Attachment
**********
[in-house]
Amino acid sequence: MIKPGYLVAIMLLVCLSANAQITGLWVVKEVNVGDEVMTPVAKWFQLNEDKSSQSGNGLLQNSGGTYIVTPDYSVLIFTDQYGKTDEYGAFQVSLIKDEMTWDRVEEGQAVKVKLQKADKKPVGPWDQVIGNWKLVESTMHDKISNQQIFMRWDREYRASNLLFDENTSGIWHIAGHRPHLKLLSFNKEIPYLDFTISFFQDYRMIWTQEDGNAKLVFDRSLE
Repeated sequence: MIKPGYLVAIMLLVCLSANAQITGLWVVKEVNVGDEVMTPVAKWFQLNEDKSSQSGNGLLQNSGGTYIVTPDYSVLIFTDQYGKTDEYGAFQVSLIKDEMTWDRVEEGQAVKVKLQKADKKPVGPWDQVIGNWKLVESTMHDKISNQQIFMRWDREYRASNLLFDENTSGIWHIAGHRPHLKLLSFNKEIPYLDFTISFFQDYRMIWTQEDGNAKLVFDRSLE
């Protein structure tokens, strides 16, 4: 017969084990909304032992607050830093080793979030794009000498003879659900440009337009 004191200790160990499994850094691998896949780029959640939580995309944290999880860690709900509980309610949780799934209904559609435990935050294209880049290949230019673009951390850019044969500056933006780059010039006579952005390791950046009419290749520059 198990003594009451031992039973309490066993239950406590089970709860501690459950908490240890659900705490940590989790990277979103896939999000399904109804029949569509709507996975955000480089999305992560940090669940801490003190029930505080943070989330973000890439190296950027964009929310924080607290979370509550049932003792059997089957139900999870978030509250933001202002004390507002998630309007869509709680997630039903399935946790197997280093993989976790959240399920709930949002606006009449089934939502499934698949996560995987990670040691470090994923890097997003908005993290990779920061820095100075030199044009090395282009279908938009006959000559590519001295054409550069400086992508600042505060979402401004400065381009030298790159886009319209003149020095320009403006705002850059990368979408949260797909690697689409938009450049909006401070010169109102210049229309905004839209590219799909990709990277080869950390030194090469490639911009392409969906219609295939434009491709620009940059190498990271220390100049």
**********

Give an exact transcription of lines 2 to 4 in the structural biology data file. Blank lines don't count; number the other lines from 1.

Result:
Amino acid sequence: MIKPGYLVAIMLLVCLSANAQITGLWVVKEVNVGDEVMTPVAKWFQLNEDKSSQSGNGLLQNSGGTYIVTPDYSVLIFTDQYGKTDEYGAFQVSLIKDEMTWDRVEEGQAVKVKLQKADKKPVGPWDQVIGNWKLVESTMHDKISNQQIFMRWDREYRASNLLFDENTSGIWHIAGHRPHLKLLSFNKEIPYLDFTISFFQDYRMIWTQEDGNAKLVFDRSLE
Repeated sequence: MIKPGYLVAIMLLVCLSANAQITGLWVVKEVNVGDEVMTPVAKWFQLNEDKSSQSGNGLLQNSGGTYIVTPDYSVLIFTDQYGKTDEYGAFQVSLIKDEMTWDRVEEGQAVKVKLQKADKKPVGPWDQVIGNWKLVESTMHDKISNQQIFMRWDREYRASNLLFDENTSGIWHIAGHRPHLKLLSFNKEIPYLDFTISFFQDYRMIWTQEDGNAKLVFDRSLE
């Protein structure tokens, strides 16, 4: 017969084990909304032992607050830093080793979030794009000498003879659900440009337009 004191200790160990499994850094691998896949780029959640939580995309944290999880860690709900509980309610949780799934209904559609435990935050294209880049290949230019673009951390850019044969500056933006780059010039006579952005390791950046009419290749520059 198990003594009451031992039973309490066993239950406590089970709860501690459950908490240890659900705490940590989790990277979103896939999000399904109804029949569509709507996975955000480089999305992560940090669940801490003190029930505080943070989330973000890439190296950027964009929310924080607290979370509550049932003792059997089957139900999870978030509250933001202002004390507002998630309007869509709680997630039903399935946790197997280093993989976790959240399920709930949002606006009449089934939502499934698949996560995987990670040691470090994923890097997003908005993290990779920061820095100075030199044009090395282009279908938009006959000559590519001295054409550069400086992508600042505060979402401004400065381009030298790159886009319209003149020095320009403006705002850059990368979408949260797909690697689409938009450049909006401070010169109102210049229309905004839209590219799909990709990277080869950390030194090469490639911009392409969906219609295939434009491709620009940059190498990271220390100049």